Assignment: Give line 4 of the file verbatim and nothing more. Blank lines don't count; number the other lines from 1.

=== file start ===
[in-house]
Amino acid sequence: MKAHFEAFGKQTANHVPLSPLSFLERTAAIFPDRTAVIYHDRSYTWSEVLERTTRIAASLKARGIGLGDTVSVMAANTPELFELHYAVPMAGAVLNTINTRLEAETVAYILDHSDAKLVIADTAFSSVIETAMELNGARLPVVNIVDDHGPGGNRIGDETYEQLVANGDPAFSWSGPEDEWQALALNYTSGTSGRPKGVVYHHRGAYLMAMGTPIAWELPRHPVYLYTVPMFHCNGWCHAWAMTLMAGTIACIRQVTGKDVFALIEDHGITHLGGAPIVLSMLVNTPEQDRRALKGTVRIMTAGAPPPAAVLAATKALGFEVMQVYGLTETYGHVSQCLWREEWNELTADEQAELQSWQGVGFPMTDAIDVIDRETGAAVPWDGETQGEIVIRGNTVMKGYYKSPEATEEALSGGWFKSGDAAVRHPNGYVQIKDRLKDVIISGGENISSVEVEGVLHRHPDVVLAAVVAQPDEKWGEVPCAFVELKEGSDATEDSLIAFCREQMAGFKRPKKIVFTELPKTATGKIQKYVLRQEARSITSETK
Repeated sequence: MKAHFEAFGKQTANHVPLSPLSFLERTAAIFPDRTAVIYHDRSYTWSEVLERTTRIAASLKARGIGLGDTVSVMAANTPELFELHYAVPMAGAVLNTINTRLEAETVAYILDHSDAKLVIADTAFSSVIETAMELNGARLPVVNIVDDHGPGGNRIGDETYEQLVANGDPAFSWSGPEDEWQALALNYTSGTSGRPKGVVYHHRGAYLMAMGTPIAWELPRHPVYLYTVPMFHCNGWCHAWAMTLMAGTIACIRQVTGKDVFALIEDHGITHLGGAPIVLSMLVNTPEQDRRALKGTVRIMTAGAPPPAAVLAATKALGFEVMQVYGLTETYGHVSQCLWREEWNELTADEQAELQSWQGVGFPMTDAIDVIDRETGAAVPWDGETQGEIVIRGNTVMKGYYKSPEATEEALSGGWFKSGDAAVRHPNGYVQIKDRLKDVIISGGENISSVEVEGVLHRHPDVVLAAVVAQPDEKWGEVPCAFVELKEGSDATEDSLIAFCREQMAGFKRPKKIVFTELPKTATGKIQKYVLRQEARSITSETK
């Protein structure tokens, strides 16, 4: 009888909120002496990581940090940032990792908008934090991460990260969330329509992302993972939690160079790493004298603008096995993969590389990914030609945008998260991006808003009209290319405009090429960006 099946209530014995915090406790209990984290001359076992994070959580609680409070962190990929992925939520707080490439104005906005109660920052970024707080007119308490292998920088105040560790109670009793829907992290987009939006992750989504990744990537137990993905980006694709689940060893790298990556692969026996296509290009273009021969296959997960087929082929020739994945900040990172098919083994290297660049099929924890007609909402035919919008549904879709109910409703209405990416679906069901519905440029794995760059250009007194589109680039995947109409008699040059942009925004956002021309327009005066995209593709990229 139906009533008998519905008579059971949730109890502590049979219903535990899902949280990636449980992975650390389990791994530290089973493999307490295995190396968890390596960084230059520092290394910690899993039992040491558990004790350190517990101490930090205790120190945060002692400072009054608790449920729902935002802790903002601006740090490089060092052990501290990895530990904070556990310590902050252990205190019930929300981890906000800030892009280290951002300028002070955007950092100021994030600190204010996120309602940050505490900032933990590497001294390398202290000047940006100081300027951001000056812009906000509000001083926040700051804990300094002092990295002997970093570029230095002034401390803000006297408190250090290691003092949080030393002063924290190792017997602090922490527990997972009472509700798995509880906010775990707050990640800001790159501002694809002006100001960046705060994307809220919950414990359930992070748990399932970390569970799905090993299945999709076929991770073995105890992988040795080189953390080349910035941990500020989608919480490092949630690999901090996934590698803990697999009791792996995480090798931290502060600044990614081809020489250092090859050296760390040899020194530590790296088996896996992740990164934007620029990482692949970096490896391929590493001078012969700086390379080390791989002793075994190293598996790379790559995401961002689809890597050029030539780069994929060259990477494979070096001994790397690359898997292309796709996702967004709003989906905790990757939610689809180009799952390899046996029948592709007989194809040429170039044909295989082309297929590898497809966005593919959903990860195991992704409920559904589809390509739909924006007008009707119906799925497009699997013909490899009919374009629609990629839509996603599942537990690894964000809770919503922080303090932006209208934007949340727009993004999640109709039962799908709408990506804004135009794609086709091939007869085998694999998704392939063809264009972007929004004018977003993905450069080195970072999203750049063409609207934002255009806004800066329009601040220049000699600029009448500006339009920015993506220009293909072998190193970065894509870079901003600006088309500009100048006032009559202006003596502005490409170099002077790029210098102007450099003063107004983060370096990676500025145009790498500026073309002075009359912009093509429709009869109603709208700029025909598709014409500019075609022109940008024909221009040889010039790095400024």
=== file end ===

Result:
């Protein structure tokens, strides 16, 4: 009888909120002496990581940090940032990792908008934090991460990260969330329509992302993972939690160079790493004298603008096995993969590389990914030609945008998260991006808003009209290319405009090429960006 099946209530014995915090406790209990984290001359076992994070959580609680409070962190990929992925939520707080490439104005906005109660920052970024707080007119308490292998920088105040560790109670009793829907992290987009939006992750989504990744990537137990993905980006694709689940060893790298990556692969026996296509290009273009021969296959997960087929082929020739994945900040990172098919083994290297660049099929924890007609909402035919919008549904879709109910409703209405990416679906069901519905440029794995760059250009007194589109680039995947109409008699040059942009925004956002021309327009005066995209593709990229 139906009533008998519905008579059971949730109890502590049979219903535990899902949280990636449980992975650390389990791994530290089973493999307490295995190396968890390596960084230059520092290394910690899993039992040491558990004790350190517990101490930090205790120190945060002692400072009054608790449920729902935002802790903002601006740090490089060092052990501290990895530990904070556990310590902050252990205190019930929300981890906000800030892009280290951002300028002070955007950092100021994030600190204010996120309602940050505490900032933990590497001294390398202290000047940006100081300027951001000056812009906000509000001083926040700051804990300094002092990295002997970093570029230095002034401390803000006297408190250090290691003092949080030393002063924290190792017997602090922490527990997972009472509700798995509880906010775990707050990640800001790159501002694809002006100001960046705060994307809220919950414990359930992070748990399932970390569970799905090993299945999709076929991770073995105890992988040795080189953390080349910035941990500020989608919480490092949630690999901090996934590698803990697999009791792996995480090798931290502060600044990614081809020489250092090859050296760390040899020194530590790296088996896996992740990164934007620029990482692949970096490896391929590493001078012969700086390379080390791989002793075994190293598996790379790559995401961002689809890597050029030539780069994929060259990477494979070096001994790397690359898997292309796709996702967004709003989906905790990757939610689809180009799952390899046996029948592709007989194809040429170039044909295989082309297929590898497809966005593919959903990860195991992704409920559904589809390509739909924006007008009707119906799925497009699997013909490899009919374009629609990629839509996603599942537990690894964000809770919503922080303090932006209208934007949340727009993004999640109709039962799908709408990506804004135009794609086709091939007869085998694999998704392939063809264009972007929004004018977003993905450069080195970072999203750049063409609207934002255009806004800066329009601040220049000699600029009448500006339009920015993506220009293909072998190193970065894509870079901003600006088309500009100048006032009559202006003596502005490409170099002077790029210098102007450099003063107004983060370096990676500025145009790498500026073309002075009359912009093509429709009869109603709208700029025909598709014409500019075609022109940008024909221009040889010039790095400024």